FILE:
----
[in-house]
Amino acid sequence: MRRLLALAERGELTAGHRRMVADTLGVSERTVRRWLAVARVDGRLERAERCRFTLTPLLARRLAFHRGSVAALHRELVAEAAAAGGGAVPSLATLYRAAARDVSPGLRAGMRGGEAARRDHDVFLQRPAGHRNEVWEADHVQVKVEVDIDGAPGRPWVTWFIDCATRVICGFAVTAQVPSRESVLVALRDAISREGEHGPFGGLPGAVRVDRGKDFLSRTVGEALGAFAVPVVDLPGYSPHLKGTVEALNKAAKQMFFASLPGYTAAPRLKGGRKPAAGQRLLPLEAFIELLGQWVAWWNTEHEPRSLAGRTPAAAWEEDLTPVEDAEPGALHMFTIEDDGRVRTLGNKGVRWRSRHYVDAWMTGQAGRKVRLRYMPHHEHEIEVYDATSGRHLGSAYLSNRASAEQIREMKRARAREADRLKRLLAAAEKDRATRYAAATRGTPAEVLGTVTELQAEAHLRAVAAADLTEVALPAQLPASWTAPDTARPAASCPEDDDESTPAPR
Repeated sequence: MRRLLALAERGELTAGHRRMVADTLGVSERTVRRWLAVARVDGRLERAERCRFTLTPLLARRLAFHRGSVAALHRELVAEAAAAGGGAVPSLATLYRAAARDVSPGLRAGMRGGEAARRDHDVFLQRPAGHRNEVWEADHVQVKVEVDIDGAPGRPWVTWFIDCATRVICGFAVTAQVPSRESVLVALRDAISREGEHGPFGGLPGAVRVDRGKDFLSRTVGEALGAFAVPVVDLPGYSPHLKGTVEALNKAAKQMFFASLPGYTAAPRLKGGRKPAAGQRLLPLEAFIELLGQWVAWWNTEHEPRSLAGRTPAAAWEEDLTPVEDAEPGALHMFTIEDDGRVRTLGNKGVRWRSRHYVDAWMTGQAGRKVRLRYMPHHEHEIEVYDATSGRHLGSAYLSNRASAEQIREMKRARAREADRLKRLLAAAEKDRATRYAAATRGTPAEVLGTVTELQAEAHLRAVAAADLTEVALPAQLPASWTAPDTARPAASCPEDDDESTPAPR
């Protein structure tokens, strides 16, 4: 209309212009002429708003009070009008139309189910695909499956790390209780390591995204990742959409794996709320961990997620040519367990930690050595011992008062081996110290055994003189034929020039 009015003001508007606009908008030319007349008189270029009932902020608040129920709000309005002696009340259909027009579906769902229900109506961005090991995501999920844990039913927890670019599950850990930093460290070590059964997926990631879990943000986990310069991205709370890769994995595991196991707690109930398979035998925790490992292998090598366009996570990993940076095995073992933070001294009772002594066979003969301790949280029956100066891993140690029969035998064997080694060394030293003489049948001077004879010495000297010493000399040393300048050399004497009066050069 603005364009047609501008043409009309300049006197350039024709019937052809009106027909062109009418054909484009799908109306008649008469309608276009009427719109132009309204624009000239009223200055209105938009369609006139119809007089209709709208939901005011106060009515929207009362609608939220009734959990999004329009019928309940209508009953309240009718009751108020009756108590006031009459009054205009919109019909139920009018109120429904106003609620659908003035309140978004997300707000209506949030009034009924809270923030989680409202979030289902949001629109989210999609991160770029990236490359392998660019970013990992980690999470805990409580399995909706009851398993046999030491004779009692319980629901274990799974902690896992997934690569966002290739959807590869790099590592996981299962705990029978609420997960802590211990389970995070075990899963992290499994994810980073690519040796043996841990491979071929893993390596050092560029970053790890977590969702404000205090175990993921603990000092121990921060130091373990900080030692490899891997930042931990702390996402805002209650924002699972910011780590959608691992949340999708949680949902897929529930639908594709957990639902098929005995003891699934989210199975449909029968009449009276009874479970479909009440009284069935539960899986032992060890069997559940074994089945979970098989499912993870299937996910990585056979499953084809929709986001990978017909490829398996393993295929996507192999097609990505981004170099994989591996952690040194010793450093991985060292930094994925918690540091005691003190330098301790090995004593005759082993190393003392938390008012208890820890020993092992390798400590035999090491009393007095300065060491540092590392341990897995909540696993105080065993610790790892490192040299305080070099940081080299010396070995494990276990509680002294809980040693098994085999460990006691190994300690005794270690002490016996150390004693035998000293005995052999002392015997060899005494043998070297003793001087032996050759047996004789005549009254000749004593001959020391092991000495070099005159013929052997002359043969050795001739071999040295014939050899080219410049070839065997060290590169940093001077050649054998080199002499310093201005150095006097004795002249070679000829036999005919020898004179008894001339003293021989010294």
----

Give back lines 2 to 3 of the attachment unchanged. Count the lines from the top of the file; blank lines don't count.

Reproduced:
Amino acid sequence: MRRLLALAERGELTAGHRRMVADTLGVSERTVRRWLAVARVDGRLERAERCRFTLTPLLARRLAFHRGSVAALHRELVAEAAAAGGGAVPSLATLYRAAARDVSPGLRAGMRGGEAARRDHDVFLQRPAGHRNEVWEADHVQVKVEVDIDGAPGRPWVTWFIDCATRVICGFAVTAQVPSRESVLVALRDAISREGEHGPFGGLPGAVRVDRGKDFLSRTVGEALGAFAVPVVDLPGYSPHLKGTVEALNKAAKQMFFASLPGYTAAPRLKGGRKPAAGQRLLPLEAFIELLGQWVAWWNTEHEPRSLAGRTPAAAWEEDLTPVEDAEPGALHMFTIEDDGRVRTLGNKGVRWRSRHYVDAWMTGQAGRKVRLRYMPHHEHEIEVYDATSGRHLGSAYLSNRASAEQIREMKRARAREADRLKRLLAAAEKDRATRYAAATRGTPAEVLGTVTELQAEAHLRAVAAADLTEVALPAQLPASWTAPDTARPAASCPEDDDESTPAPR
Repeated sequence: MRRLLALAERGELTAGHRRMVADTLGVSERTVRRWLAVARVDGRLERAERCRFTLTPLLARRLAFHRGSVAALHRELVAEAAAAGGGAVPSLATLYRAAARDVSPGLRAGMRGGEAARRDHDVFLQRPAGHRNEVWEADHVQVKVEVDIDGAPGRPWVTWFIDCATRVICGFAVTAQVPSRESVLVALRDAISREGEHGPFGGLPGAVRVDRGKDFLSRTVGEALGAFAVPVVDLPGYSPHLKGTVEALNKAAKQMFFASLPGYTAAPRLKGGRKPAAGQRLLPLEAFIELLGQWVAWWNTEHEPRSLAGRTPAAAWEEDLTPVEDAEPGALHMFTIEDDGRVRTLGNKGVRWRSRHYVDAWMTGQAGRKVRLRYMPHHEHEIEVYDATSGRHLGSAYLSNRASAEQIREMKRARAREADRLKRLLAAAEKDRATRYAAATRGTPAEVLGTVTELQAEAHLRAVAAADLTEVALPAQLPASWTAPDTARPAASCPEDDDESTPAPR